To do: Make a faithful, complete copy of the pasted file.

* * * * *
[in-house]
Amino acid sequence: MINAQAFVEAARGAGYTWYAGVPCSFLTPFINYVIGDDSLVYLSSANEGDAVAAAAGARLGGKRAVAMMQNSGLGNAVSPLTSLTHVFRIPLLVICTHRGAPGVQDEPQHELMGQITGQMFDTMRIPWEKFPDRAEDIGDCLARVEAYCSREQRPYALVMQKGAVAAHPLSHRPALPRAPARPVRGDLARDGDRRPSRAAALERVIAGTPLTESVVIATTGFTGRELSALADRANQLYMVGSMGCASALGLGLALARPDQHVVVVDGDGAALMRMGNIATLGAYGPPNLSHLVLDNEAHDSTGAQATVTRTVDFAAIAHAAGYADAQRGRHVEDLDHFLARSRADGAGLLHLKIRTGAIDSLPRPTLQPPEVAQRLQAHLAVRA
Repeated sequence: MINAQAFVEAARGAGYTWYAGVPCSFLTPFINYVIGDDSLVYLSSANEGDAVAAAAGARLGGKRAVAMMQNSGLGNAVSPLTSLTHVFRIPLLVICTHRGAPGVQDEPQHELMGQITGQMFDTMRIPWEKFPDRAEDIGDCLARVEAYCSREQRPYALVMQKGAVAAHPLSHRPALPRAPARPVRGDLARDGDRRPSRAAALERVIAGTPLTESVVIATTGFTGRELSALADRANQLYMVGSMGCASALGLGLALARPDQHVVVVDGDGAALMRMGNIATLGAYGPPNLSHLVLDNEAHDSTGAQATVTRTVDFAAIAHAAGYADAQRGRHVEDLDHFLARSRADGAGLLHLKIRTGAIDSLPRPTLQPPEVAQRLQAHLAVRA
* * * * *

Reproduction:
[in-house]
Amino acid sequence: MINAQAFVEAARGAGYTWYAGVPCSFLTPFINYVIGDDSLVYLSSANEGDAVAAAAGARLGGKRAVAMMQNSGLGNAVSPLTSLTHVFRIPLLVICTHRGAPGVQDEPQHELMGQITGQMFDTMRIPWEKFPDRAEDIGDCLARVEAYCSREQRPYALVMQKGAVAAHPLSHRPALPRAPARPVRGDLARDGDRRPSRAAALERVIAGTPLTESVVIATTGFTGRELSALADRANQLYMVGSMGCASALGLGLALARPDQHVVVVDGDGAALMRMGNIATLGAYGPPNLSHLVLDNEAHDSTGAQATVTRTVDFAAIAHAAGYADAQRGRHVEDLDHFLARSRADGAGLLHLKIRTGAIDSLPRPTLQPPEVAQRLQAHLAVRA
Repeated sequence: MINAQAFVEAARGAGYTWYAGVPCSFLTPFINYVIGDDSLVYLSSANEGDAVAAAAGARLGGKRAVAMMQNSGLGNAVSPLTSLTHVFRIPLLVICTHRGAPGVQDEPQHELMGQITGQMFDTMRIPWEKFPDRAEDIGDCLARVEAYCSREQRPYALVMQKGAVAAHPLSHRPALPRAPARPVRGDLARDGDRRPSRAAALERVIAGTPLTESVVIATTGFTGRELSALADRANQLYMVGSMGCASALGLGLALARPDQHVVVVDGDGAALMRMGNIATLGAYGPPNLSHLVLDNEAHDSTGAQATVTRTVDFAAIAHAAGYADAQRGRHVEDLDHFLARSRADGAGLLHLKIRTGAIDSLPRPTLQPPEVAQRLQAHLAVRA